Think About the Children

As a kid watching it kind of “gut checked” you. Like wow, my heroes are in danger and they are getting hurt. Like, this is not supposed to happen.

I am sure many kids and parents were surprised to see such brash, aggressive Turtles on the big screen. You know people were shocked because parents petitioned the second movie to not be so violent. It is why you don’t see the Turtles use their weapons hardly at all in the Secret of the Ooze.

Sign of the Times

It also was not afraid to be melodramatic and sad. The Turtles get their shells handed to them by The Foot. Which in retrospect is great because it shows the Foot Clan as formidable. They retreat to April’s farm in Northampton where we see the Turtles, literally bleeding and bruised collecting themselves. They mourn Splinter and go through a bought of depression. It is all pretty heavy stuff especially to people and kids who only knew the bodacious cartoon turtles. The Northhampton set is always one of my favorites because it slows the movie down lets us get to know all the characters, even the gruff Casey Jones.

The movie also bleeds the 90’s and the crime-ridden New York era. TMNT was written in the 1980s when New York was not the New York of today. Just go ahead and look at old pictures you will be shocked. TMNT shows that New York, crime-ridden and a scary place.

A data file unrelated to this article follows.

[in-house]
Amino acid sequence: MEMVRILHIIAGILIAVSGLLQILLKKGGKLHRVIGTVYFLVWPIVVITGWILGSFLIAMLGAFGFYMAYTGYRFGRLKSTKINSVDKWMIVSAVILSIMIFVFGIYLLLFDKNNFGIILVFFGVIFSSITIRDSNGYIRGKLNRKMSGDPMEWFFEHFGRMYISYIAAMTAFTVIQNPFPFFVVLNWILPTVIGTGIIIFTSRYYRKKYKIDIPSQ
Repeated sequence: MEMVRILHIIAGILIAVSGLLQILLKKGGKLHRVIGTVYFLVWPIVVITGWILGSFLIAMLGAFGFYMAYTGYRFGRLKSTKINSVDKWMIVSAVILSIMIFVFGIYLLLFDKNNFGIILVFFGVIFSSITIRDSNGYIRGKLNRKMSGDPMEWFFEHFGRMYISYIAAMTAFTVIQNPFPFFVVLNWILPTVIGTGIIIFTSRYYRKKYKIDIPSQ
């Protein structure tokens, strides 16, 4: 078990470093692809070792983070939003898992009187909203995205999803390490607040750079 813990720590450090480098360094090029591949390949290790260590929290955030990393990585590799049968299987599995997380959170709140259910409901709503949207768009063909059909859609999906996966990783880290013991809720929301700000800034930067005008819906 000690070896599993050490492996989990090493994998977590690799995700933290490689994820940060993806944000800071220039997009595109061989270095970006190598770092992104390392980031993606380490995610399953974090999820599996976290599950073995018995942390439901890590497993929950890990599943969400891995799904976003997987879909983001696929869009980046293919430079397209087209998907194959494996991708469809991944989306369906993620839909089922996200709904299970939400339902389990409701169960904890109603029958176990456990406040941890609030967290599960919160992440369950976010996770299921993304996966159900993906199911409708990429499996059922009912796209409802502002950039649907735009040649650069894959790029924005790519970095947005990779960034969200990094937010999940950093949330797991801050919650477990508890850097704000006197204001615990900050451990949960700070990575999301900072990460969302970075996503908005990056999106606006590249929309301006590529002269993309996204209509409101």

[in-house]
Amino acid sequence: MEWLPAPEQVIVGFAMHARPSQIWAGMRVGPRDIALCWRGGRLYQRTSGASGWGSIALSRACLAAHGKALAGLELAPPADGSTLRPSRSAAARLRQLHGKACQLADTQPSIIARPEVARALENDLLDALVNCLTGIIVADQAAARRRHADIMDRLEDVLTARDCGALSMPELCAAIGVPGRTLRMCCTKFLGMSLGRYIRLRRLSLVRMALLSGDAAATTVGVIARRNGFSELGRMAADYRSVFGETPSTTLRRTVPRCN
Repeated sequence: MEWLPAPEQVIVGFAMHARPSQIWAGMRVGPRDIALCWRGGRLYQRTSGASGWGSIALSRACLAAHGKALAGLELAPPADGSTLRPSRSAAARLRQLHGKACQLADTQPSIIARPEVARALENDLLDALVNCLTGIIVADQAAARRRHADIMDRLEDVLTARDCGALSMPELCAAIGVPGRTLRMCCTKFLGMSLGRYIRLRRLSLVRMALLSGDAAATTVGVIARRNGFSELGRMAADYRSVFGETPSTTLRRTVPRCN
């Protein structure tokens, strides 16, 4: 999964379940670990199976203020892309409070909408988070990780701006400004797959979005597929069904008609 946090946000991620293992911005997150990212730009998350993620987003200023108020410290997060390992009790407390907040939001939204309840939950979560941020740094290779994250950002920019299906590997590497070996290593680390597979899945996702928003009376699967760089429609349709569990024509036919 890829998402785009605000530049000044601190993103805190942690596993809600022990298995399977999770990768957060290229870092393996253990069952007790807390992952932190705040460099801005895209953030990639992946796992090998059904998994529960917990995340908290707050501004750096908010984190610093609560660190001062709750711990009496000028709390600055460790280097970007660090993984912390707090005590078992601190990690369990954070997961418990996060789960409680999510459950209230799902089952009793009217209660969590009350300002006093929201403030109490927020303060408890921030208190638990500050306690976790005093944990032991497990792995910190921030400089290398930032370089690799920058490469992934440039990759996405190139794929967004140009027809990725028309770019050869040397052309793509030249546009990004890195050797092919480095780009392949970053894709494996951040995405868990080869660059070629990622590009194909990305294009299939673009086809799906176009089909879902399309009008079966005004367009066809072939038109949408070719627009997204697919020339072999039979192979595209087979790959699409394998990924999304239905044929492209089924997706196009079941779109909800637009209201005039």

It is also a nostalgic look into the late 80’s early 90’s. From the music to the clothes everything has this wonderful look to it. Just watch that scene when Danny comes to the Foot Clan hangout for the first time. That is essential late 80’s early 90’s right there.

Mixing it up

James Saito in Teenage Mutant Ninja Turtles (1990)
James Saito in Teenage Mutant Ninja Turtles (1990)

The creators and people behind the scenes where not stupid either, they didn’t leave out what “brought them to the dance”. The fun-loving, pizza scarfing, skateboard riding wacky Turtles that everyone fell in love with where there as well. They sliced and diced pizza, made jokes and skateboarded through the sewers.

They plaid up the “teenage” aspect of the Turtles well, which at times seems to get lost. It is in the name “Teenage Mutant Ninja Turtles”. These are adolescents; yeah they are giant turtles with ninja skills. But still, they should act like “kids”. Liking pizza and junk food; making odd jokes and being all around moody.